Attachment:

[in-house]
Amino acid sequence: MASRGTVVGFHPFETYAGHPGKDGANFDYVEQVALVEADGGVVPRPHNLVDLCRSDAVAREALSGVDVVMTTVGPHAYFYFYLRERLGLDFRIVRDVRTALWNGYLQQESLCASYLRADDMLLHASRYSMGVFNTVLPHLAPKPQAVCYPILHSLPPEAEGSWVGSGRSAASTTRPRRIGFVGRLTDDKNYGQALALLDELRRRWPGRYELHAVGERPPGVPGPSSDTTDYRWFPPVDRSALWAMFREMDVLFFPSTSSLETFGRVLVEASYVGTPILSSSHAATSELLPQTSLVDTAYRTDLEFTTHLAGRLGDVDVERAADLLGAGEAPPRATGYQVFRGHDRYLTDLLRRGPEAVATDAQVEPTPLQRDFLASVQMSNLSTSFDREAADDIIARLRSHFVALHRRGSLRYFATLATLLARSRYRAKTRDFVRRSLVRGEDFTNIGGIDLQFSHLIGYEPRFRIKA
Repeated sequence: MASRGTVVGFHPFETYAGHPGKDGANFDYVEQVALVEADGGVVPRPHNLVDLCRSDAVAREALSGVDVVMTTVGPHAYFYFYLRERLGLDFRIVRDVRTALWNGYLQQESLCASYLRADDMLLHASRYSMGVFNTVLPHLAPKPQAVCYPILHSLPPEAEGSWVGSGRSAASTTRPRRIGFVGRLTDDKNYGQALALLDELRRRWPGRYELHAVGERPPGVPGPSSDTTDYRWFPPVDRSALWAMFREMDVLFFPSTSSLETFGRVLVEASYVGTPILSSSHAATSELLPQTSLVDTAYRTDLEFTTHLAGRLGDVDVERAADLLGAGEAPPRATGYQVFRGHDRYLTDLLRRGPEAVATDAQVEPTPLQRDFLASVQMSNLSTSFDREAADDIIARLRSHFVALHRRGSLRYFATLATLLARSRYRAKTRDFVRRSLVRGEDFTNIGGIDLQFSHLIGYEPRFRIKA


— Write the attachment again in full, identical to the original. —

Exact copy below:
[in-house]
Amino acid sequence: MASRGTVVGFHPFETYAGHPGKDGANFDYVEQVALVEADGGVVPRPHNLVDLCRSDAVAREALSGVDVVMTTVGPHAYFYFYLRERLGLDFRIVRDVRTALWNGYLQQESLCASYLRADDMLLHASRYSMGVFNTVLPHLAPKPQAVCYPILHSLPPEAEGSWVGSGRSAASTTRPRRIGFVGRLTDDKNYGQALALLDELRRRWPGRYELHAVGERPPGVPGPSSDTTDYRWFPPVDRSALWAMFREMDVLFFPSTSSLETFGRVLVEASYVGTPILSSSHAATSELLPQTSLVDTAYRTDLEFTTHLAGRLGDVDVERAADLLGAGEAPPRATGYQVFRGHDRYLTDLLRRGPEAVATDAQVEPTPLQRDFLASVQMSNLSTSFDREAADDIIARLRSHFVALHRRGSLRYFATLATLLARSRYRAKTRDFVRRSLVRGEDFTNIGGIDLQFSHLIGYEPRFRIKA
Repeated sequence: MASRGTVVGFHPFETYAGHPGKDGANFDYVEQVALVEADGGVVPRPHNLVDLCRSDAVAREALSGVDVVMTTVGPHAYFYFYLRERLGLDFRIVRDVRTALWNGYLQQESLCASYLRADDMLLHASRYSMGVFNTVLPHLAPKPQAVCYPILHSLPPEAEGSWVGSGRSAASTTRPRRIGFVGRLTDDKNYGQALALLDELRRRWPGRYELHAVGERPPGVPGPSSDTTDYRWFPPVDRSALWAMFREMDVLFFPSTSSLETFGRVLVEASYVGTPILSSSHAATSELLPQTSLVDTAYRTDLEFTTHLAGRLGDVDVERAADLLGAGEAPPRATGYQVFRGHDRYLTDLLRRGPEAVATDAQVEPTPLQRDFLASVQMSNLSTSFDREAADDIIARLRSHFVALHRRGSLRYFATLATLLARSRYRAKTRDFVRRSLVRGEDFTNIGGIDLQFSHLIGYEPRFRIKA